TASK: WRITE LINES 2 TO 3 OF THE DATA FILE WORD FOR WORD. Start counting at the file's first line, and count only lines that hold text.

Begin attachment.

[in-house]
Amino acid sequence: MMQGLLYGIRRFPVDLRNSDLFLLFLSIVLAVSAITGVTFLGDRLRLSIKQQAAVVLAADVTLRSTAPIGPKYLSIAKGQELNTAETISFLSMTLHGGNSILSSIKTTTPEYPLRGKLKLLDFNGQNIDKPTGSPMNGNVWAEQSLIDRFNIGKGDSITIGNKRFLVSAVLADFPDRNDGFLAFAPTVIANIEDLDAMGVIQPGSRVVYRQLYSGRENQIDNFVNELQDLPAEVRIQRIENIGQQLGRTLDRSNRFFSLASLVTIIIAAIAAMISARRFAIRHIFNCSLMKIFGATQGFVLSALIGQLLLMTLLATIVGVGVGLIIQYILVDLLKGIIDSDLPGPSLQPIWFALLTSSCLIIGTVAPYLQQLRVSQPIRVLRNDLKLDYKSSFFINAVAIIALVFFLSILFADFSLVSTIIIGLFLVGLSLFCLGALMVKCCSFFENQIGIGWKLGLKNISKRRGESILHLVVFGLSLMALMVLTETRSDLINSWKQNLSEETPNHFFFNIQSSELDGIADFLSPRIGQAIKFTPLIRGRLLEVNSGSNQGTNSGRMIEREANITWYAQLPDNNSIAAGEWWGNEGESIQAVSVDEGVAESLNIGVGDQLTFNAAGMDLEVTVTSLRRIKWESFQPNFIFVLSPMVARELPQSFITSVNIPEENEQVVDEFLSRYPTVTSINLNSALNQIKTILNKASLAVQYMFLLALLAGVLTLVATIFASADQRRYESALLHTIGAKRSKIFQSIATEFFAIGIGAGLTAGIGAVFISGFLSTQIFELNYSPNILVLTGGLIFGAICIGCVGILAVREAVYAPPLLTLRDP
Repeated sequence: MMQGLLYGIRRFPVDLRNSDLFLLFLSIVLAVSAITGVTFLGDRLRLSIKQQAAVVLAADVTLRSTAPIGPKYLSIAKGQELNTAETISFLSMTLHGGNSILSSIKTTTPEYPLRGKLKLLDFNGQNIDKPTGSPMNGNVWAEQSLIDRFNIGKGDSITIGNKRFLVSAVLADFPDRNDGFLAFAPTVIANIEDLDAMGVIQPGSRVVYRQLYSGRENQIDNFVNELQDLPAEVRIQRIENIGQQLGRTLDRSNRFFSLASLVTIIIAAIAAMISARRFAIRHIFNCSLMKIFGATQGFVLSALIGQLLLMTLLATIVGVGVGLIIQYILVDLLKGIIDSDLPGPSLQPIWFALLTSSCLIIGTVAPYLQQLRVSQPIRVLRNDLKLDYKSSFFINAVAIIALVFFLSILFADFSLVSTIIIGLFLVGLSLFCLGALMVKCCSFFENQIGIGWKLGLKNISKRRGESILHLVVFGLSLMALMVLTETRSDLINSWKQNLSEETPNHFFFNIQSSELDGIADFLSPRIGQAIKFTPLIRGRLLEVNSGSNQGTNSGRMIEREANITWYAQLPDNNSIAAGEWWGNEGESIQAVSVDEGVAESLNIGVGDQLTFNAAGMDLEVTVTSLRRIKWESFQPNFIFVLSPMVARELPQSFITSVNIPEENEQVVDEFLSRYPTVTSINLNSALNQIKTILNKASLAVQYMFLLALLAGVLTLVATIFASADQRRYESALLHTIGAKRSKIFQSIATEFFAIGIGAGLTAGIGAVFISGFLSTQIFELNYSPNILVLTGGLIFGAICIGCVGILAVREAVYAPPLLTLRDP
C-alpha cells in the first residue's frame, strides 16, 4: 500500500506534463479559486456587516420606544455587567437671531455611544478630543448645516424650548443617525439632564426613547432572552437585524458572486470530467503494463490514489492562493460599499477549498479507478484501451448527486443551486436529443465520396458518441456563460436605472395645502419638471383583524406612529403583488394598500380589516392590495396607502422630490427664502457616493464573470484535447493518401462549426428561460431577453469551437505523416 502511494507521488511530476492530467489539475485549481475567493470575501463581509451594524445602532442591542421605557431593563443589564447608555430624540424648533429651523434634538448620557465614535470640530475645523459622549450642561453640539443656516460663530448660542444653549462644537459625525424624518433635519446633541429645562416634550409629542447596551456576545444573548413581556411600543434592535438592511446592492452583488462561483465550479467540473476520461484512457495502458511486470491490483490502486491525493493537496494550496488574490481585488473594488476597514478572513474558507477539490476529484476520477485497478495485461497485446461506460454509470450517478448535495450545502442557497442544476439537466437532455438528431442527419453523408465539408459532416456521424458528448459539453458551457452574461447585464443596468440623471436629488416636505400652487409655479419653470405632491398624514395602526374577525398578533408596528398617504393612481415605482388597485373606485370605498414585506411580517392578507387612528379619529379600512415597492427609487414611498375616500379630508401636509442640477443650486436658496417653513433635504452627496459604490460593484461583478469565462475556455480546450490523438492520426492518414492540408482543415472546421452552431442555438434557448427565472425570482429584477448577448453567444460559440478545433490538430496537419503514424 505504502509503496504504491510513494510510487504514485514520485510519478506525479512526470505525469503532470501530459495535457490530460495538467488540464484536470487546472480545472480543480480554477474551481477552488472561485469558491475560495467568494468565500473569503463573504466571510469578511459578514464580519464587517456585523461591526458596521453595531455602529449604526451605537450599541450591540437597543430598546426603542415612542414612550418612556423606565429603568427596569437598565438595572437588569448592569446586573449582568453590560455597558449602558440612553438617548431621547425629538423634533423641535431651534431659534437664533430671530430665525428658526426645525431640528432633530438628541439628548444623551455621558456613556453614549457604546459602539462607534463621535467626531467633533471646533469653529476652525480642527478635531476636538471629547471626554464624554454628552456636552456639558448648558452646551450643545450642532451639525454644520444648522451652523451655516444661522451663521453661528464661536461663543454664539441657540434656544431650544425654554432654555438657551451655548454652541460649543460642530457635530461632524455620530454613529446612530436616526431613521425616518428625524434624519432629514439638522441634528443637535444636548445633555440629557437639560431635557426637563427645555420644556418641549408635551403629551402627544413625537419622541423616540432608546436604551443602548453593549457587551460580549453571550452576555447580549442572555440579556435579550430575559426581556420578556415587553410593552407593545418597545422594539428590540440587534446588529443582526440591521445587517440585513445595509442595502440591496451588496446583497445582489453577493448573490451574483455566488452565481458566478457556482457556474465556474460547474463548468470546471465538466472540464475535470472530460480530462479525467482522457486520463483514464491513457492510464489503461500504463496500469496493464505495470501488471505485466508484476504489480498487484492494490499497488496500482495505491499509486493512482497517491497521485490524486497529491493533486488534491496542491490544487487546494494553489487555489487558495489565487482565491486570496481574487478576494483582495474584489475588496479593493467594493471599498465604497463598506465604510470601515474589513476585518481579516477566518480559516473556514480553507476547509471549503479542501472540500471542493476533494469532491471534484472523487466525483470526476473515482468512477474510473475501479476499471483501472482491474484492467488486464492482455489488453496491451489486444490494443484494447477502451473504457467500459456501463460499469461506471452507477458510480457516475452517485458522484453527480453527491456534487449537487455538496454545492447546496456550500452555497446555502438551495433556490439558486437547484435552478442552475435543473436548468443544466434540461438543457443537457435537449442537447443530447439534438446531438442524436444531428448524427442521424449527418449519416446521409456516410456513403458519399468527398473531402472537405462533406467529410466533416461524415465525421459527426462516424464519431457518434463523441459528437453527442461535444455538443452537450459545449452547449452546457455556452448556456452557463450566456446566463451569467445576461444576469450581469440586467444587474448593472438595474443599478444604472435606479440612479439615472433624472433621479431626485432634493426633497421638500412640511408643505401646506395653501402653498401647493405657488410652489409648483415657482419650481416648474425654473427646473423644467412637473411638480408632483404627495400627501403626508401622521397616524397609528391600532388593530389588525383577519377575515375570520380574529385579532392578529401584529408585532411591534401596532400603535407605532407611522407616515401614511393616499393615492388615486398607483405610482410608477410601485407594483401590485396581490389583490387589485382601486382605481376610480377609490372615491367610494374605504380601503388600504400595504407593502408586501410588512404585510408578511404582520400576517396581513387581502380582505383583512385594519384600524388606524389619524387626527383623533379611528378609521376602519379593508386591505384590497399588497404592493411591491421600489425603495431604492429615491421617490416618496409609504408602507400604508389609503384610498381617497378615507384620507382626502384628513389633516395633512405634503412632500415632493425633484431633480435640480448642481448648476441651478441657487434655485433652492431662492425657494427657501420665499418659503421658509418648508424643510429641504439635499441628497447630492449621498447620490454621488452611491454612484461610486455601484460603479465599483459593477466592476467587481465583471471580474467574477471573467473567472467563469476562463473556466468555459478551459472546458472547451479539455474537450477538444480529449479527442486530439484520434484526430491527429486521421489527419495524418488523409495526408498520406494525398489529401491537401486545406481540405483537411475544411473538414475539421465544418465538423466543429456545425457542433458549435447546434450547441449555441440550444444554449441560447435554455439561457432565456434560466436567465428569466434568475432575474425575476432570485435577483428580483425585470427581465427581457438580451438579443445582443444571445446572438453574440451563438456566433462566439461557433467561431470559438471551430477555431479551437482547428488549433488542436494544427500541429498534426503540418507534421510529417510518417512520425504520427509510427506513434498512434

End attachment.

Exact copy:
Amino acid sequence: MMQGLLYGIRRFPVDLRNSDLFLLFLSIVLAVSAITGVTFLGDRLRLSIKQQAAVVLAADVTLRSTAPIGPKYLSIAKGQELNTAETISFLSMTLHGGNSILSSIKTTTPEYPLRGKLKLLDFNGQNIDKPTGSPMNGNVWAEQSLIDRFNIGKGDSITIGNKRFLVSAVLADFPDRNDGFLAFAPTVIANIEDLDAMGVIQPGSRVVYRQLYSGRENQIDNFVNELQDLPAEVRIQRIENIGQQLGRTLDRSNRFFSLASLVTIIIAAIAAMISARRFAIRHIFNCSLMKIFGATQGFVLSALIGQLLLMTLLATIVGVGVGLIIQYILVDLLKGIIDSDLPGPSLQPIWFALLTSSCLIIGTVAPYLQQLRVSQPIRVLRNDLKLDYKSSFFINAVAIIALVFFLSILFADFSLVSTIIIGLFLVGLSLFCLGALMVKCCSFFENQIGIGWKLGLKNISKRRGESILHLVVFGLSLMALMVLTETRSDLINSWKQNLSEETPNHFFFNIQSSELDGIADFLSPRIGQAIKFTPLIRGRLLEVNSGSNQGTNSGRMIEREANITWYAQLPDNNSIAAGEWWGNEGESIQAVSVDEGVAESLNIGVGDQLTFNAAGMDLEVTVTSLRRIKWESFQPNFIFVLSPMVARELPQSFITSVNIPEENEQVVDEFLSRYPTVTSINLNSALNQIKTILNKASLAVQYMFLLALLAGVLTLVATIFASADQRRYESALLHTIGAKRSKIFQSIATEFFAIGIGAGLTAGIGAVFISGFLSTQIFELNYSPNILVLTGGLIFGAICIGCVGILAVREAVYAPPLLTLRDP
Repeated sequence: MMQGLLYGIRRFPVDLRNSDLFLLFLSIVLAVSAITGVTFLGDRLRLSIKQQAAVVLAADVTLRSTAPIGPKYLSIAKGQELNTAETISFLSMTLHGGNSILSSIKTTTPEYPLRGKLKLLDFNGQNIDKPTGSPMNGNVWAEQSLIDRFNIGKGDSITIGNKRFLVSAVLADFPDRNDGFLAFAPTVIANIEDLDAMGVIQPGSRVVYRQLYSGRENQIDNFVNELQDLPAEVRIQRIENIGQQLGRTLDRSNRFFSLASLVTIIIAAIAAMISARRFAIRHIFNCSLMKIFGATQGFVLSALIGQLLLMTLLATIVGVGVGLIIQYILVDLLKGIIDSDLPGPSLQPIWFALLTSSCLIIGTVAPYLQQLRVSQPIRVLRNDLKLDYKSSFFINAVAIIALVFFLSILFADFSLVSTIIIGLFLVGLSLFCLGALMVKCCSFFENQIGIGWKLGLKNISKRRGESILHLVVFGLSLMALMVLTETRSDLINSWKQNLSEETPNHFFFNIQSSELDGIADFLSPRIGQAIKFTPLIRGRLLEVNSGSNQGTNSGRMIEREANITWYAQLPDNNSIAAGEWWGNEGESIQAVSVDEGVAESLNIGVGDQLTFNAAGMDLEVTVTSLRRIKWESFQPNFIFVLSPMVARELPQSFITSVNIPEENEQVVDEFLSRYPTVTSINLNSALNQIKTILNKASLAVQYMFLLALLAGVLTLVATIFASADQRRYESALLHTIGAKRSKIFQSIATEFFAIGIGAGLTAGIGAVFISGFLSTQIFELNYSPNILVLTGGLIFGAICIGCVGILAVREAVYAPPLLTLRDP